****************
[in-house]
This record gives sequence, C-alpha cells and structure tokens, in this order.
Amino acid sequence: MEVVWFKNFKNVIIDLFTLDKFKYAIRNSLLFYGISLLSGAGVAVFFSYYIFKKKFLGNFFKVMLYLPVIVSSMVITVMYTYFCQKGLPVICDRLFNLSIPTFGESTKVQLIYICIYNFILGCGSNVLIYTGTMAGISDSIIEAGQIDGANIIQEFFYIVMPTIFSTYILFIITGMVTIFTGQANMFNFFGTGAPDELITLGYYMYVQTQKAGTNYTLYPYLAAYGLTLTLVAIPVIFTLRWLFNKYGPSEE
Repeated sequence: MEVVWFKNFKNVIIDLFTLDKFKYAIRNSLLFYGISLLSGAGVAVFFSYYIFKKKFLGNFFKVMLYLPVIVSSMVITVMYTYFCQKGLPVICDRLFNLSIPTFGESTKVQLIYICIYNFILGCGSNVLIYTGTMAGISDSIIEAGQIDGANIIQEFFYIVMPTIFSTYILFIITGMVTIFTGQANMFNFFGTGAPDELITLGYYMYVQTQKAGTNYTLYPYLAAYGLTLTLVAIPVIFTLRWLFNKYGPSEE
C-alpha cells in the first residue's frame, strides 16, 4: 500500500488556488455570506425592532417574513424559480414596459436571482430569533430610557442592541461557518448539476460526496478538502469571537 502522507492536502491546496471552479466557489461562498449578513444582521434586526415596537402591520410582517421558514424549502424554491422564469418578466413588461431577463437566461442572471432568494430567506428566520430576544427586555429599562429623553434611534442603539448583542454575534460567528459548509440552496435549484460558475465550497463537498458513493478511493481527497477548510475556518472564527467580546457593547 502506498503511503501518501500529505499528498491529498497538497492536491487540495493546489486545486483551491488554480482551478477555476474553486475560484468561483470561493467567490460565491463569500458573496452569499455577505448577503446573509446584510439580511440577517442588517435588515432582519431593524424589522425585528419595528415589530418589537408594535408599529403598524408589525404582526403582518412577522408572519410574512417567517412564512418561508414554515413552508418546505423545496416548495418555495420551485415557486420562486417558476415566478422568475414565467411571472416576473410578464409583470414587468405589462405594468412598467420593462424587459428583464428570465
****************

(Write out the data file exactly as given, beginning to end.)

[in-house]
This record gives sequence, C-alpha cells and structure tokens, in this order.
Amino acid sequence: MEVVWFKNFKNVIIDLFTLDKFKYAIRNSLLFYGISLLSGAGVAVFFSYYIFKKKFLGNFFKVMLYLPVIVSSMVITVMYTYFCQKGLPVICDRLFNLSIPTFGESTKVQLIYICIYNFILGCGSNVLIYTGTMAGISDSIIEAGQIDGANIIQEFFYIVMPTIFSTYILFIITGMVTIFTGQANMFNFFGTGAPDELITLGYYMYVQTQKAGTNYTLYPYLAAYGLTLTLVAIPVIFTLRWLFNKYGPSEE
Repeated sequence: MEVVWFKNFKNVIIDLFTLDKFKYAIRNSLLFYGISLLSGAGVAVFFSYYIFKKKFLGNFFKVMLYLPVIVSSMVITVMYTYFCQKGLPVICDRLFNLSIPTFGESTKVQLIYICIYNFILGCGSNVLIYTGTMAGISDSIIEAGQIDGANIIQEFFYIVMPTIFSTYILFIITGMVTIFTGQANMFNFFGTGAPDELITLGYYMYVQTQKAGTNYTLYPYLAAYGLTLTLVAIPVIFTLRWLFNKYGPSEE
C-alpha cells in the first residue's frame, strides 16, 4: 500500500488556488455570506425592532417574513424559480414596459436571482430569533430610557442592541461557518448539476460526496478538502469571537 502522507492536502491546496471552479466557489461562498449578513444582521434586526415596537402591520410582517421558514424549502424554491422564469418578466413588461431577463437566461442572471432568494430567506428566520430576544427586555429599562429623553434611534442603539448583542454575534460567528459548509440552496435549484460558475465550497463537498458513493478511493481527497477548510475556518472564527467580546457593547 502506498503511503501518501500529505499528498491529498497538497492536491487540495493546489486545486483551491488554480482551478477555476474553486475560484468561483470561493467567490460565491463569500458573496452569499455577505448577503446573509446584510439580511440577517442588517435588515432582519431593524424589522425585528419595528415589530418589537408594535408599529403598524408589525404582526403582518412577522408572519410574512417567517412564512418561508414554515413552508418546505423545496416548495418555495420551485415557486420562486417558476415566478422568475414565467411571472416576473410578464409583470414587468405589462405594468412598467420593462424587459428583464428570465